Tertiary Update Vol 15 No 39
Eastern Institute of Technology (EIT) is planning to cut courses and staff after the government’s decision to strip tens of millions of dollars of foundation-level funding from regional polytechnics around New Zealand. Overall, EIT told staff it is losing approximately 320 equivalent full-time students at level 1 and level 2 with a reduction in revenue in excess of $2.3m following the government cuts.
The announcement follows a decision by the government earlier this year to put one-third of its level 1 and 2 student achievement funding up for tender – $38 million out of $115 million. When the minister announced the results of that tender process two-thirds of polytechnics had missed any funding at all, including EIT. Much of the money has gone instead to one of the wānanga and to private education companies.
Yesterday EIT told employees the equivalent of 12.9 full-time staff would lose their jobs from both the Napier and Tairawhiti campuses, and including both permanent and fixed term staff. Automotive and business school students and staff will be among those most affected.
The polytechnic also warned staff that there would probably be further cuts in the New Year which could be significantly deeper.
“We still do not have a clear picture of what is happening at EIT yet but it is clear that students are losing courses and staff are losing jobs because of this government funding cut,” said TEU national president Sandra Grey.
Also in Tertiary Update this week:
- Gender pay gap grows
- Open Polytechnic academics quick strike
- Tertiary educators should lead new health and safety culture
- Melbourne University speaks up for student and staff voice
Join TEU and many others for Gay Red Shirt Day tomorrow. Wear your red shirt and help show the Prime Minister John Key and others that gay doesn’t mean “weird” or “stupid” and that homophobic language hurts.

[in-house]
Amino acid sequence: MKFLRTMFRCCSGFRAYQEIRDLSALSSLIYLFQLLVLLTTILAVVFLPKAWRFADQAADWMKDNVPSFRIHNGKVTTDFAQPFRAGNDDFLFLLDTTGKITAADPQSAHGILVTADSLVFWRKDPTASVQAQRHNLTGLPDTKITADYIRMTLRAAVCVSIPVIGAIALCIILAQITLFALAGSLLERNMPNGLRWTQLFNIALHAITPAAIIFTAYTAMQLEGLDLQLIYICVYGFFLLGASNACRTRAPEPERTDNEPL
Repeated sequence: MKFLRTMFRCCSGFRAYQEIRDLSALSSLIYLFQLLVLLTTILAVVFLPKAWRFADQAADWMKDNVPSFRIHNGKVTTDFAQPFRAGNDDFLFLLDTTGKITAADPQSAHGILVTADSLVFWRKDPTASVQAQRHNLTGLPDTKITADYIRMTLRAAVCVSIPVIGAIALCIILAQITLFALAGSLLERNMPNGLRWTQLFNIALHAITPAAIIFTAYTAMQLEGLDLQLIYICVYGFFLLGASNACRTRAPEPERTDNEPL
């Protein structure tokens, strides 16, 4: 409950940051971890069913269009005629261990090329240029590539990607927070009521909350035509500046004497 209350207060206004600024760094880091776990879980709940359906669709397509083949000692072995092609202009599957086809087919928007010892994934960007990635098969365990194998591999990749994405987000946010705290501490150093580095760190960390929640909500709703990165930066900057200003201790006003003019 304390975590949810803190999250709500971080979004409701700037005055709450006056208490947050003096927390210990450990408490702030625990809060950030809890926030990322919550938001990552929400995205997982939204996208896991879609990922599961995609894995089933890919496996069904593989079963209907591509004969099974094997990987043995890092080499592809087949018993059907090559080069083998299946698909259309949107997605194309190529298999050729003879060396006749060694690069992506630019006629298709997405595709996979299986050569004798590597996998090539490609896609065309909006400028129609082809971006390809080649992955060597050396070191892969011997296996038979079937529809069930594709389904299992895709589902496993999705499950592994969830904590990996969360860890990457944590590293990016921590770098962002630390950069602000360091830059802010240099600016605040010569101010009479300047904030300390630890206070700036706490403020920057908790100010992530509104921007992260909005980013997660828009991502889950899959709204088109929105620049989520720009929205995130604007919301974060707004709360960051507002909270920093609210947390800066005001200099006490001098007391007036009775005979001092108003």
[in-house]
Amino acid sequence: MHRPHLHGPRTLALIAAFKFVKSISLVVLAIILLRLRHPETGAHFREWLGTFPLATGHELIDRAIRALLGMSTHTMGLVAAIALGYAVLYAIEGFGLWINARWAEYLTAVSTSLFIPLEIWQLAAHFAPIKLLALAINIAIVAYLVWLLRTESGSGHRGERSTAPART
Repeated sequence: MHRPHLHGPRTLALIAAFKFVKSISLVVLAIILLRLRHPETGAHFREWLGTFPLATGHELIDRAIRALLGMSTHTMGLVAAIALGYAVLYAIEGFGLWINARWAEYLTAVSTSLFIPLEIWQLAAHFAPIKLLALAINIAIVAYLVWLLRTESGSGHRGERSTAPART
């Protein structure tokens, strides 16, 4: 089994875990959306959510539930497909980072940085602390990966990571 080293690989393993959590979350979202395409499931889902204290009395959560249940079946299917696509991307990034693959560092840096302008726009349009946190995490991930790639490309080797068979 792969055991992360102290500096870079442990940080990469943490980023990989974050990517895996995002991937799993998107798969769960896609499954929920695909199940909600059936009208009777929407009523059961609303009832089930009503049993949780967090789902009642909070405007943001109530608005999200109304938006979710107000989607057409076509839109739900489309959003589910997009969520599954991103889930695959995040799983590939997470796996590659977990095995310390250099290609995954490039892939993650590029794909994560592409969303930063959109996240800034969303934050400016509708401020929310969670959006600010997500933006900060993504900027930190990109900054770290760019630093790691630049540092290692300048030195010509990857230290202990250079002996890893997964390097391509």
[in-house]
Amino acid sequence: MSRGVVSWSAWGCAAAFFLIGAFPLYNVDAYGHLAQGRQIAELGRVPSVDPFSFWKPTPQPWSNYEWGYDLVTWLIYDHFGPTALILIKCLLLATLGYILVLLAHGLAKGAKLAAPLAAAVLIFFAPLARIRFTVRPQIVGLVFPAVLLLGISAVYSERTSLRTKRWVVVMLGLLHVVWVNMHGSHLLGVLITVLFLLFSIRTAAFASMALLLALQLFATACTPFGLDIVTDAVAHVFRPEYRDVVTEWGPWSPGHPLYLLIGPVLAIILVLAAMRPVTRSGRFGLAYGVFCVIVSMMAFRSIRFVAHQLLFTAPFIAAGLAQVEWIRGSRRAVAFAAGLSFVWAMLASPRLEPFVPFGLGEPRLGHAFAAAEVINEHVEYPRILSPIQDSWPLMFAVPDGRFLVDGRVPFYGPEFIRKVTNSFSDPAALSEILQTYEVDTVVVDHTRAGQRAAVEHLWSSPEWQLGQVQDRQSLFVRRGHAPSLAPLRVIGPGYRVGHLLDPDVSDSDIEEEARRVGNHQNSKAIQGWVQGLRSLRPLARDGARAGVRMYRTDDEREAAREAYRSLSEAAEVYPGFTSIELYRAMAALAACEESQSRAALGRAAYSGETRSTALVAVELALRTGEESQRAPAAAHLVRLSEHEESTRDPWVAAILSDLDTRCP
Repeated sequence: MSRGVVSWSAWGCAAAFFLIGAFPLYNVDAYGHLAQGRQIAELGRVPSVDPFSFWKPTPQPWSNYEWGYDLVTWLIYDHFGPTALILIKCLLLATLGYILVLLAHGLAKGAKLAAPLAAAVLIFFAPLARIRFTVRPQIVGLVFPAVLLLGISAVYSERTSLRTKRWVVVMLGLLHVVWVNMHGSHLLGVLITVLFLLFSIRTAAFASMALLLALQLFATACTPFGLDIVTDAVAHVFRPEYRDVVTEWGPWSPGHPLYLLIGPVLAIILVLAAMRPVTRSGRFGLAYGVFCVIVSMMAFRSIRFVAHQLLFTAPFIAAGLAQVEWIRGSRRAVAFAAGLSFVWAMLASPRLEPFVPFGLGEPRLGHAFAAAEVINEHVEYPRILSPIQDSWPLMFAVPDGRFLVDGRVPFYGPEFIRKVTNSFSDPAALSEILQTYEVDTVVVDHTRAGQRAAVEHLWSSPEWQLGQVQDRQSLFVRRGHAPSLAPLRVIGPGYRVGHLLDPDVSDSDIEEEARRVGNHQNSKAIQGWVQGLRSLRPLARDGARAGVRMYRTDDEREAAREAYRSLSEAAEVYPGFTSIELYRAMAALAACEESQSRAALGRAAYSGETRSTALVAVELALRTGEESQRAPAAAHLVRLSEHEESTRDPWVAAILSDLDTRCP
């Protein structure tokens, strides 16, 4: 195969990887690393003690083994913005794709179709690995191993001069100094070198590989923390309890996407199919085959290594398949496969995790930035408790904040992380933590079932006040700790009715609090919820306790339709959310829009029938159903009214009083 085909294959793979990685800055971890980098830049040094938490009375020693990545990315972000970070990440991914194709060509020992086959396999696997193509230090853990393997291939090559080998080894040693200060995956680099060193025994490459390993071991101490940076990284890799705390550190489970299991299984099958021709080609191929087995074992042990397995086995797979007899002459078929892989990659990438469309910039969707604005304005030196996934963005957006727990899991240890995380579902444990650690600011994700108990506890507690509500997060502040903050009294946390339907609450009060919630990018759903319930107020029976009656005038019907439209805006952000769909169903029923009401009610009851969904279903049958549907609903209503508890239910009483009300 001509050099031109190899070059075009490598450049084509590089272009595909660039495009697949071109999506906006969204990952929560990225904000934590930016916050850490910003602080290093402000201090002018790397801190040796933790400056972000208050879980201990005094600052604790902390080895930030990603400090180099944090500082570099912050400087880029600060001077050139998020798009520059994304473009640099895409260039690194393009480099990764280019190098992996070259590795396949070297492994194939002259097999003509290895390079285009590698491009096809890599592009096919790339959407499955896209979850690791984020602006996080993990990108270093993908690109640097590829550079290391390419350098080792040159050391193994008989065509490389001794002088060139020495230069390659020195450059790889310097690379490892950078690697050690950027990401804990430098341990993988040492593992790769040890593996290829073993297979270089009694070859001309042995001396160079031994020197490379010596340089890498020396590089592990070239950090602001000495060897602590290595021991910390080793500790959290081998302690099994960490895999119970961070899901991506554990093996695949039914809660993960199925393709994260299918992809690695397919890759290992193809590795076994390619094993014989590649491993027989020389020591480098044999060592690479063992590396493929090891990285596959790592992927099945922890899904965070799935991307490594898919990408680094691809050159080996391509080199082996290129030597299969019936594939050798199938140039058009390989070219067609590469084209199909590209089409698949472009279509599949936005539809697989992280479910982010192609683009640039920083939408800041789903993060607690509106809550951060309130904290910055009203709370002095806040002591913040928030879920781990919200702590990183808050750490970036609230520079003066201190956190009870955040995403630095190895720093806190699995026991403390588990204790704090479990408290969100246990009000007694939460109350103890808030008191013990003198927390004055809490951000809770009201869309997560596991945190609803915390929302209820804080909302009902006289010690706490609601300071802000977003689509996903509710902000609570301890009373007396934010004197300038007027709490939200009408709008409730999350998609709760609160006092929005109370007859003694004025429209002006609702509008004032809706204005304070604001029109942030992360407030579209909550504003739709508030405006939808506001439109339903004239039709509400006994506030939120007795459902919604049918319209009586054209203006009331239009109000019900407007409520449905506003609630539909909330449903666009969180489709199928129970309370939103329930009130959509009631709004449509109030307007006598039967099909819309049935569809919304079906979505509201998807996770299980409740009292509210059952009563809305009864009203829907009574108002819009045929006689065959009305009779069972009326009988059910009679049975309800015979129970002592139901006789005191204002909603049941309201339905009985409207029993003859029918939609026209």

UCOL has committed to working with the Whanganui District Council on approaches and models that look at how to provide sustainable tertiary education in Whanganui. A Taskforce will be urgently assembled between the two organisations to specifically progress the provision of fine arts and glass education in Whanganui in a way that supports Whanganui’s strength as a community with a strong art and glass focus – UCOL
NZUSA has reached an agreement with Tertiary Education Commission (TEC) chief executive Belinda Clark to ensure the student voice is not completely lost from the operations of the TEC and its board. “A limited opportunity to present to the TEC board will continue, although at a level far below the role of the non-voting learner participant position that was summarily disestablished without any forewarning last month,” – Pete Hodkinson, NZUSA president.
A new training scheme will prepare 900 new workers for the Christchurch rebuild, says Earthquake Recovery Minister Gerry Brownlee. The training would include six to 14 week courses for new entrants and on-the-job training for others – Stuff
In 2011 and 2012 the Human Rights Commission received a total of 70 sexual harassment complaints. Dr Judy McGregor, EEO commissioner says; “My experience is that women who face sexual harassment at a workplace may end up leaving the organisation. I find it astounding that in 2012 sexual harassment is still a problem in New Zealand organisations given the huge amount of material available relating to prevention and safety. I am mindful that the numbers who come to the Commission and other bodies, are only the tip of the iceberg. Every New Zealander should have zero tolerance to sexual harassment.” – NEON